The Shape of Water follows Elisa (Sally Hawkins), a mute janitor who works alongside Zelda (Octavia Spencer) in a top-secret research facility. One day, Elisa meets a unique sea creature (Doug Jones) brought in by a ruthless government agent, Strickland (Michael Shannon) for experiment purposes. She begins befriending the sea creature and eventually devising a plan to save him from captivity.
Love happens when you are least expecting it. Even no matter how bizarre it turns out to be. Guillermo del Toro’s latest movie in The Shape of Water certainly fits the bill. From the surreal underwater scene coupled with Alexandre Desplat’s elegant score, The Shape of Water transports the viewers immediately with Richard Jenkins’ storybook-like voiceover narration that set the dreamy tone of the movie:
If I spoke about it. If I did. What would I tell you?
It gets better from there, starting with the introduction of Sally Hawkins leading the role as the mute Elisa. Her performance is particularly absorbing, thoughtful and above all, sympathetic enough to root for her. When she starts making acquaintance with the sea creature a.k.a. “The Asset” in the secret lab, del Toro, who also co-wrote the screenplay alongside Vanessa Taylor, explores more than just a wonderful friendship between the human and the creature. As the movie progresses further, we learn that Elisa subsequently falls in love with the sea creature. Here is where del Toro excels the most: he manages to make the unlikely romance between Elisa and the sea creature as convincing as a 1960s classic love story. If you look beyond the fantastical elements, Elisa and the sea creature are basically two lonely hearts who fall for each other due to their mutual affection and understanding.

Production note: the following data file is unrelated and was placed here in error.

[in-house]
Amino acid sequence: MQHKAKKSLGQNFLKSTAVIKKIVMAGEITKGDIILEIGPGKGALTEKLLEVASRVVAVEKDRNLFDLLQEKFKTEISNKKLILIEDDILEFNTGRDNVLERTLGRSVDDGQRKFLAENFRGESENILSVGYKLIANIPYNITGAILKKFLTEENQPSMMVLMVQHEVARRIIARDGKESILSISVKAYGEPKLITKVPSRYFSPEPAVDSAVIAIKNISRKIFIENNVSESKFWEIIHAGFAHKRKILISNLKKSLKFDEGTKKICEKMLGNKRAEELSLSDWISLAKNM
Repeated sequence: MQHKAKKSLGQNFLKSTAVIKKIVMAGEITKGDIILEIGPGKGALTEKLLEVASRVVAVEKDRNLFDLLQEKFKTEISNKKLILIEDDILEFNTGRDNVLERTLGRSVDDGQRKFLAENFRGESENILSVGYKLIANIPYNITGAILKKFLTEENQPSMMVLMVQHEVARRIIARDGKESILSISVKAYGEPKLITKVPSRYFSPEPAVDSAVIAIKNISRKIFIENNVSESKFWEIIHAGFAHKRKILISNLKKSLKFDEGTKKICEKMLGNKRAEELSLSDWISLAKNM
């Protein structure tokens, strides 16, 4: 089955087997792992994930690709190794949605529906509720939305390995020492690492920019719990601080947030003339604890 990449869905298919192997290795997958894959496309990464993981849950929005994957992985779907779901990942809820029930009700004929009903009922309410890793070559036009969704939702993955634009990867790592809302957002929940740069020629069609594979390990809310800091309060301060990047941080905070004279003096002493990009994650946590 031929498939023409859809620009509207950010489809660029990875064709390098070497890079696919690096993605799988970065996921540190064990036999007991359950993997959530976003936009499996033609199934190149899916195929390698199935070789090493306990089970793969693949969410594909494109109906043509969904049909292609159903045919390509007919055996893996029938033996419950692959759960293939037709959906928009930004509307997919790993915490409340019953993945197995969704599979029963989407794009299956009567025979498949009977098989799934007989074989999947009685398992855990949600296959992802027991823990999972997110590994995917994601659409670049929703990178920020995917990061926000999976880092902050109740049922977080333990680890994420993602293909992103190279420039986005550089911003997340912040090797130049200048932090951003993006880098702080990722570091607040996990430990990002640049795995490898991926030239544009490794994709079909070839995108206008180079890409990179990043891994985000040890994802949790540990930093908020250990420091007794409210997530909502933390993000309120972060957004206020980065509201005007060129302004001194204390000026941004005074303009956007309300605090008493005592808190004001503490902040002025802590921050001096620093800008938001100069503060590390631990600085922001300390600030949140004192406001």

But The Shape of Water is more than an adult’s fairy tale filled with romance and sexuality. The movie also benefits from del Toro and Taylor’s engrossing screenplay that touches on the Cold War paranoia as well as racial discrimination and gender inequality. A taboo element of homosexuality is touched upon as well, albeit briefly but effective enough, as evidently seen from Jenkins’ quietly affecting portrayal of a struggling yet underappreciated artist torn between his dwindling career and his love life as a closeted individual. The rest of the supporting actors are equally top-notch, ranging from Octavia Spencer’s solid turn as Elisa’s best friend and co-worker to Michael Shannon’s pitch-perfect portrayal as the movie’s antagonist.
Technical credits are just as superb, with Dan Laustsen’s appropriately vintage-looking cinematography that captures both del Toro’s self-contained world and its old-fashioned era of the 1960s. As for the director himself, he even manages to slip in a few notable set-pieces including the elaborate escape sequence akin to watching a great heist movie. Guillermo del Toro doesn’t shy away from the graphic depiction of blood and violence that is made relevant, given its Cold War setting.
No doubt The Shape of Water is del Toro’s best movie to date since Pan’s Labyrinth and well-deserved to be nominated with a leading 13 Academy Awards including Best Picture, Best Director, Best Actress for Sally Hawkins alongside Best Supporting Actor for Richard Jenkins and Best Supporting Actress for Octavia Spencer.